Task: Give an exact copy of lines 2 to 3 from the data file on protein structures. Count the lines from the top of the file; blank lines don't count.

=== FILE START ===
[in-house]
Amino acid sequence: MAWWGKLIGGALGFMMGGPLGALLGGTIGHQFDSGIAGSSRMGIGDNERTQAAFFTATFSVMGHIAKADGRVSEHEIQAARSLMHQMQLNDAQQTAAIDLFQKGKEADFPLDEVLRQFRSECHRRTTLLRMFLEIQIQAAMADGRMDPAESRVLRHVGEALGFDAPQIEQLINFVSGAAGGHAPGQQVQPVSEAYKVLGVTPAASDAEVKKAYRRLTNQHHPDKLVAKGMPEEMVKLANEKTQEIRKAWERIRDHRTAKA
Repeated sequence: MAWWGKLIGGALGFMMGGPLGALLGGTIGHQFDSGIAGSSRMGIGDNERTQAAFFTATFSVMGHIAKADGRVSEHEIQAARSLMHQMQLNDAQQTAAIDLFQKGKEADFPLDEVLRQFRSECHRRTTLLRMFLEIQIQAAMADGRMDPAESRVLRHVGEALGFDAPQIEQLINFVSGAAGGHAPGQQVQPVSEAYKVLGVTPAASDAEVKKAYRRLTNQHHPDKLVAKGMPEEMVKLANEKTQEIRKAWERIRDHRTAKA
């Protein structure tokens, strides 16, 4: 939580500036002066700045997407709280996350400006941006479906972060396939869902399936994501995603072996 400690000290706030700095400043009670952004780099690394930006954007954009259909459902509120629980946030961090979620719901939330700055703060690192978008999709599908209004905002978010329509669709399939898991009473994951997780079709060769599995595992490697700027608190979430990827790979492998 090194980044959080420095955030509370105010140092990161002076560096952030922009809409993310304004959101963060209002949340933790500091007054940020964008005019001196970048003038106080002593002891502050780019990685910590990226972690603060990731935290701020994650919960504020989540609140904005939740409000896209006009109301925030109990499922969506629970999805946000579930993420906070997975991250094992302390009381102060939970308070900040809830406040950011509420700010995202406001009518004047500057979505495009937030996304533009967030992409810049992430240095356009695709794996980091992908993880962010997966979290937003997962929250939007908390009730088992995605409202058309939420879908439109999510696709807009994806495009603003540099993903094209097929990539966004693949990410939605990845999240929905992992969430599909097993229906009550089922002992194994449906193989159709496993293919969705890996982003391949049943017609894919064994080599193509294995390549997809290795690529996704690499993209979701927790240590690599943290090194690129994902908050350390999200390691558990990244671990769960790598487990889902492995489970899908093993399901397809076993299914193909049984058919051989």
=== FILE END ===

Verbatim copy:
Amino acid sequence: MAWWGKLIGGALGFMMGGPLGALLGGTIGHQFDSGIAGSSRMGIGDNERTQAAFFTATFSVMGHIAKADGRVSEHEIQAARSLMHQMQLNDAQQTAAIDLFQKGKEADFPLDEVLRQFRSECHRRTTLLRMFLEIQIQAAMADGRMDPAESRVLRHVGEALGFDAPQIEQLINFVSGAAGGHAPGQQVQPVSEAYKVLGVTPAASDAEVKKAYRRLTNQHHPDKLVAKGMPEEMVKLANEKTQEIRKAWERIRDHRTAKA
Repeated sequence: MAWWGKLIGGALGFMMGGPLGALLGGTIGHQFDSGIAGSSRMGIGDNERTQAAFFTATFSVMGHIAKADGRVSEHEIQAARSLMHQMQLNDAQQTAAIDLFQKGKEADFPLDEVLRQFRSECHRRTTLLRMFLEIQIQAAMADGRMDPAESRVLRHVGEALGFDAPQIEQLINFVSGAAGGHAPGQQVQPVSEAYKVLGVTPAASDAEVKKAYRRLTNQHHPDKLVAKGMPEEMVKLANEKTQEIRKAWERIRDHRTAKA